Beef bourguignon is considered peasant food. Really delicious peasant food. The Barefoot Contessa’s Beef Bourguignon is my go-to recipe when the temperature drops.
When the weather gets cold, year after year I have tried to make a succulent, melt in your mouth beef stew or pot roast. I’ve used the stovetop, slow cooker, and oven. Nothing has been even close to what hubby and I wanted. In fact, he suggested that I stop trying. Sadly, he was right!
Then I remembered I had seen The Barefoot Contessa make Beef Bourguignon on TV. I adapted it a bit omitting mushrooms and serving over mashed potatoes.
But, after I made it, hubby said this would do over any pot roast recipe I could ever try. That’s how good it is! It’s a very rustic, peasant dish that is full of flavor and just sounds impressive when you say, Beef Bourguignon.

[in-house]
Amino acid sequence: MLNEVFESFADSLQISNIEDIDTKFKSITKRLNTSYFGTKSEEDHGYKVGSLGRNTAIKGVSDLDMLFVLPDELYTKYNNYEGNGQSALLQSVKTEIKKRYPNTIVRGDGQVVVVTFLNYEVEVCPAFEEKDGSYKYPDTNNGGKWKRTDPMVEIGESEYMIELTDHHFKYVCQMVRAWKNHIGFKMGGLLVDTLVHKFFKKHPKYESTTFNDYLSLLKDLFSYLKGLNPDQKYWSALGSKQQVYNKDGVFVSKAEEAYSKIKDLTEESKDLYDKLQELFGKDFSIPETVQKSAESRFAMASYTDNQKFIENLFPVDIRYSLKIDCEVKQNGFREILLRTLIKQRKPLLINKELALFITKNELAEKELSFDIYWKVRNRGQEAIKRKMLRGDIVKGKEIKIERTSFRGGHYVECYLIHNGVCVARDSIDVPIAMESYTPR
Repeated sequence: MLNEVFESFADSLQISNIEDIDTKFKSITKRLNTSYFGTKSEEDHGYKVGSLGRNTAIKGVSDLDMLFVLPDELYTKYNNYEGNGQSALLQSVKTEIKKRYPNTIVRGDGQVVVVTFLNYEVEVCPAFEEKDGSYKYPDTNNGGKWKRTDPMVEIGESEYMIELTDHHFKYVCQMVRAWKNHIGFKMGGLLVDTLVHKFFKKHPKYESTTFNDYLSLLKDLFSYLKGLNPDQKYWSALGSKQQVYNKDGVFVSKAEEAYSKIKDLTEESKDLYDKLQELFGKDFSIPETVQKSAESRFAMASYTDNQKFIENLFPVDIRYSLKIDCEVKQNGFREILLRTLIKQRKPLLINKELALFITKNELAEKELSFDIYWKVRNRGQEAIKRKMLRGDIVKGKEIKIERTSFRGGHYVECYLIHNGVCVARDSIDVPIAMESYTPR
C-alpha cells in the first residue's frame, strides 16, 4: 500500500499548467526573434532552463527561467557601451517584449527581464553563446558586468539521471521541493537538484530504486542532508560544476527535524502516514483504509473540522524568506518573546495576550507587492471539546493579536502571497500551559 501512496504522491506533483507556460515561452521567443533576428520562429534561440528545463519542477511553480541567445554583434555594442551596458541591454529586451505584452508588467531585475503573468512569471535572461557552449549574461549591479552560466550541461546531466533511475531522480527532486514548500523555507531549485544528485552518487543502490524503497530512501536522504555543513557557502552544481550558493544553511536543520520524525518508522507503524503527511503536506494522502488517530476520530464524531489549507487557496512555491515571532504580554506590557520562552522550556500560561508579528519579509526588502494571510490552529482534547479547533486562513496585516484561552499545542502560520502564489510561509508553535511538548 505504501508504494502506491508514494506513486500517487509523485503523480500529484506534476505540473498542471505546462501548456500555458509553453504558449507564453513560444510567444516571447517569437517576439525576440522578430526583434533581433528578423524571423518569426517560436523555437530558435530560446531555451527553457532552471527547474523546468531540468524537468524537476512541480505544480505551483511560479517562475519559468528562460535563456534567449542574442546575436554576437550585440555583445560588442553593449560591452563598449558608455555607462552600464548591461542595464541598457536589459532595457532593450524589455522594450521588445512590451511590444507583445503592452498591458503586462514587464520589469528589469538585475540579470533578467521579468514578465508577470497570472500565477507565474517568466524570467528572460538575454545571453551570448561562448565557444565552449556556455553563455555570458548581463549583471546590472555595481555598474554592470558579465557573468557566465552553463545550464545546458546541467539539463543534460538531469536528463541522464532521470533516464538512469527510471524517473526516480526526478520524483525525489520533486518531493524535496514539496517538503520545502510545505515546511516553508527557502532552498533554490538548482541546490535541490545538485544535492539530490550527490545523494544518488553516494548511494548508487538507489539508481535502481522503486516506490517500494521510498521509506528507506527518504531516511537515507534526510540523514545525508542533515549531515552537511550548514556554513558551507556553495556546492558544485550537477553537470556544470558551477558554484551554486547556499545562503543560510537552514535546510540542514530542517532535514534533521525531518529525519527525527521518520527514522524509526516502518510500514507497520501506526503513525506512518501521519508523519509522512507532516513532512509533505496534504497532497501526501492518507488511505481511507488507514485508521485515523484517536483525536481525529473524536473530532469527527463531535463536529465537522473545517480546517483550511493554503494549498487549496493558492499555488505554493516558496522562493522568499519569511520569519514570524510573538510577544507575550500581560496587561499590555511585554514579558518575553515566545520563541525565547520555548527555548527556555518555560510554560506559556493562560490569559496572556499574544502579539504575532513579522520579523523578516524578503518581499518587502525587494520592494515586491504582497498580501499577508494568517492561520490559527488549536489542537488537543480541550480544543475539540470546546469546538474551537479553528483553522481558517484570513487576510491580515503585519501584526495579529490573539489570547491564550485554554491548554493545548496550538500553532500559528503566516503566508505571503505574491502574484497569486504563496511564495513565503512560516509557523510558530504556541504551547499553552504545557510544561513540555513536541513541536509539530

Before I get to the recipe, a few notes. Use a bottle of wine you would drink. Being in the wine business with my husband, I’m an advocate for using what YOU like. My personal favorite is a pinot noir.
I used a 6-quart Dutch oven from Lodge, the makers of cast iron. It’s an enameled Dutch oven, but any 6-quart one will do.
If you’ve never flambeed a dish before, igniting the cognac is intimidating, there’s no doubt. Here’s my method, I pour in the cognac, wait a minute or two, stand at the ready with the lid, and make my hubby light it! He uses one of those flame wands.
The flames will be high. The flames will be many. Panic inside but remain calm. Oh, did I mention I also have my fire extinguisher nearby?
You need the alcohol to burn off. If it gets too much for your nerves, cover the pot with the lid. I have an enamel-coated Dutch oven that works well. Don’t use a glass lid either. You wouldn’t want it shattering under the heat.